1 Contemporary painting, being essential adventure and creation, is threatened by two forms of conformity which we absolutely oppose:
a) Banal realism, vulgar imitation of reality;
b) Orthodox Abstract Art, new academicism which tries to substitute for living painting an interplay of solely decorative forms.
We believe that it is at the margin of official Abstract Art, and only there, that the most valuable works develop; just as it was at the margin of Impressionism during the last century that the greatness of the works of those great heretics, van Gogh and Gauguin, was established.
2 The fundamental pretension of theoreticians of abstract academicism, which is that painting is a spiritual progression of forms excluding all reference to nature, cannot stand up to clear analysis. All the works of current psychology tend on the contrary to establish that human vision is itself a creation, in which the imagination and nature participate equally. (The example of the ink blots and the Rorschach tests.)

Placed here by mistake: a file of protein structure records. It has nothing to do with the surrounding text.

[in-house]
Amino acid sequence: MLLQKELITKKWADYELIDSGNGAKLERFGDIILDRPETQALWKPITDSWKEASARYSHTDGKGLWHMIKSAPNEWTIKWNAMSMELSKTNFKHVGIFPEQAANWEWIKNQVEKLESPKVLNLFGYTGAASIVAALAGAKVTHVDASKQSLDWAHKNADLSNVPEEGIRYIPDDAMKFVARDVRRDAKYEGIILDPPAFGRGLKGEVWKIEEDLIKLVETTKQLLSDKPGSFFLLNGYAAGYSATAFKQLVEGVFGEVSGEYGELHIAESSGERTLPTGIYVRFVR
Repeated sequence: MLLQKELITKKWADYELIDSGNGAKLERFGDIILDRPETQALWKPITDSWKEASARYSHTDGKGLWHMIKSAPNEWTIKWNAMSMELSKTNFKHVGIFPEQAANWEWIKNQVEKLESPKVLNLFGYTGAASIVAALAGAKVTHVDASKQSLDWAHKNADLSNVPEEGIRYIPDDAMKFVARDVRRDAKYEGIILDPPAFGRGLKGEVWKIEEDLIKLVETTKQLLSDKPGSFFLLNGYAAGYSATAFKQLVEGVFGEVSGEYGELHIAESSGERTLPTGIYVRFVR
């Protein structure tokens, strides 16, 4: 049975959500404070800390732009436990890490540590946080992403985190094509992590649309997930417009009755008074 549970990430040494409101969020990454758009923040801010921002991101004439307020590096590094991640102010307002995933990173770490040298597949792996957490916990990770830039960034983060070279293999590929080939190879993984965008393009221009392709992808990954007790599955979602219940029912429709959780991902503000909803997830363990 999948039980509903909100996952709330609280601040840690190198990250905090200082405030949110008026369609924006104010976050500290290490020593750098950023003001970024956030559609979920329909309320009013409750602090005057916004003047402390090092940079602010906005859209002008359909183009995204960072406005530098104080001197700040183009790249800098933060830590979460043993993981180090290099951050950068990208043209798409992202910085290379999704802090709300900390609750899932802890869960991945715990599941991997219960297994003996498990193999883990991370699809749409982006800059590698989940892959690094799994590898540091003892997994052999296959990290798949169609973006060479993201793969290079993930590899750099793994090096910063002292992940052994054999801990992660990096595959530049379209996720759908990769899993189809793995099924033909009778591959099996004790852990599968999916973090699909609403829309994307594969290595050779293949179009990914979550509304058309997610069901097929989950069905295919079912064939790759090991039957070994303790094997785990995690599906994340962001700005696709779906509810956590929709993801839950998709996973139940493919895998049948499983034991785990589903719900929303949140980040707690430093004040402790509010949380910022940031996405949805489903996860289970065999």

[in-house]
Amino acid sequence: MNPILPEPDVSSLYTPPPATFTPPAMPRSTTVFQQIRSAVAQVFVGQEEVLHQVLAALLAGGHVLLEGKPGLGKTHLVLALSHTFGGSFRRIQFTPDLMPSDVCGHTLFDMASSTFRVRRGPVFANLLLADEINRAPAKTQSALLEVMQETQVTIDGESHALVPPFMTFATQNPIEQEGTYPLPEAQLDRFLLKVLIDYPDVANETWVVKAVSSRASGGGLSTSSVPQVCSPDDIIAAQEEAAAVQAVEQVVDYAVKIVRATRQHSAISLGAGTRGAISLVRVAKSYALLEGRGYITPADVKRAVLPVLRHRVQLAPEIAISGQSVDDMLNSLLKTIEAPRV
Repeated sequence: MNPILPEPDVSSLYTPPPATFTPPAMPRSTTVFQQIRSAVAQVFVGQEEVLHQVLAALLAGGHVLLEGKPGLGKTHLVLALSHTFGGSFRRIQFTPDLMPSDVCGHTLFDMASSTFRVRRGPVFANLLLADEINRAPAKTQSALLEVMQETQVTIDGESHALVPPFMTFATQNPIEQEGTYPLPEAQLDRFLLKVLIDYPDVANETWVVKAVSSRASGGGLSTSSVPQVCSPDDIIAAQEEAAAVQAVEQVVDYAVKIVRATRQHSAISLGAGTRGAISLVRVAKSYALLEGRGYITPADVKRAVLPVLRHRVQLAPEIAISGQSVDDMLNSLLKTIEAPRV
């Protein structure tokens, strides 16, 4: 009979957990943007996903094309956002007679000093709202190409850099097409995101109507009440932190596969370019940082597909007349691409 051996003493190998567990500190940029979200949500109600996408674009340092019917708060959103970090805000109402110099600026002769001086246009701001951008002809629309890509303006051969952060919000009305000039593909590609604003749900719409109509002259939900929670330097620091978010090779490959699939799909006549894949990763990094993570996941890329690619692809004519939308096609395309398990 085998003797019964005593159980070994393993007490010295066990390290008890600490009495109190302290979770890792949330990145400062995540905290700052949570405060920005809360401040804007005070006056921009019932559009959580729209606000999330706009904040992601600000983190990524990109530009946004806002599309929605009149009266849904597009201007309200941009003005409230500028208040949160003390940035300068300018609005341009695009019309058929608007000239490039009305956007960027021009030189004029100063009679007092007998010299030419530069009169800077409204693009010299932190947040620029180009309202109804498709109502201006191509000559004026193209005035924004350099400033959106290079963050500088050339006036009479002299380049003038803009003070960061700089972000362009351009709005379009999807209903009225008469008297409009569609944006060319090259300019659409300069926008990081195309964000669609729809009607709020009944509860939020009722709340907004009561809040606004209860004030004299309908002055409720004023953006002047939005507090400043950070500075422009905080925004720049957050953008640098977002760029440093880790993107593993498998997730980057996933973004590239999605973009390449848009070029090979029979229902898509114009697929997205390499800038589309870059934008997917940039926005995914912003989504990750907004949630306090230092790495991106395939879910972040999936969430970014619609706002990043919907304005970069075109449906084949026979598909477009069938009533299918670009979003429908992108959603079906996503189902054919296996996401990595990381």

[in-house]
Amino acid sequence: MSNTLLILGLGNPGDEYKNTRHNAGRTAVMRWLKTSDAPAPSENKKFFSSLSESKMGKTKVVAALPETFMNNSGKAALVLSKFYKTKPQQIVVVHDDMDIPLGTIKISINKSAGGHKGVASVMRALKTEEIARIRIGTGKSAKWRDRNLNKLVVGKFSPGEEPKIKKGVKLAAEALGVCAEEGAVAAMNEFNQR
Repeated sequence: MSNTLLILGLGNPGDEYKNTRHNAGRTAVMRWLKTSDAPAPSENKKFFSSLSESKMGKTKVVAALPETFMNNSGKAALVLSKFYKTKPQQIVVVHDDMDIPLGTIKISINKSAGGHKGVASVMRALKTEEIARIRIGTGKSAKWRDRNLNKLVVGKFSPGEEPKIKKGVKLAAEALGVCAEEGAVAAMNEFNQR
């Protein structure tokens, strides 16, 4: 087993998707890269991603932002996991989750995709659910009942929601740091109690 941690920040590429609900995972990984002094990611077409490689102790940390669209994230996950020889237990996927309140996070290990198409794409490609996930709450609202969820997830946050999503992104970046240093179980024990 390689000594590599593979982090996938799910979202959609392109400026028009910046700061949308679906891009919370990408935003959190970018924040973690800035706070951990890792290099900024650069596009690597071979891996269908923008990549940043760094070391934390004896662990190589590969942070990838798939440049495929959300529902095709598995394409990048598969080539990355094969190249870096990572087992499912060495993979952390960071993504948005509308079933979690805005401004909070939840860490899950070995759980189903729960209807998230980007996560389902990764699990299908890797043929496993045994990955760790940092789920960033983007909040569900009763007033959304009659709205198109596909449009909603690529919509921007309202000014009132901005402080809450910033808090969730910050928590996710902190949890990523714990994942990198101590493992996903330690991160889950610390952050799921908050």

It is just the same when these theoreticians assert that abstraction consitutes a new language which breaks with the aims and techniques of the past. This pretension is also ill-conceived.
a) Constructivism, Neo-Plasticism, etc. are examples of movements already fairly well advanced in age, years before the war.
b) The analysis of essential elements of pictorial language: form, light, colour, matter show that painting, whether it be figurative or not, is organized according to the same fundamental rhythms.
3 The forms which appear to us today as the most valuable, as much through their formal arrangement as by their expressive intensity, are not properly speaking either abstract or figurative. They participate precisely in these cosmic powers of metamorphosis where the true adventure is located. (From where there arise forms which are themselves and something other than themselves, birds and cacti, abstraction and new figuration.)
4 The creation of a work of art cannot be reduced to formulae, nor to some construction of more or less decorative forms, rather it supposes a presence, it is an adventure in which a man commits himself to struggle with the fundamental forces of nature.
To see this through to the bitter end, some of us today risk our necks. We turn our backs on vain quarrels about doctrine, resolutely committing ourselves to those directions which fashion and the public can barely follow.
Published between 1948 and 1951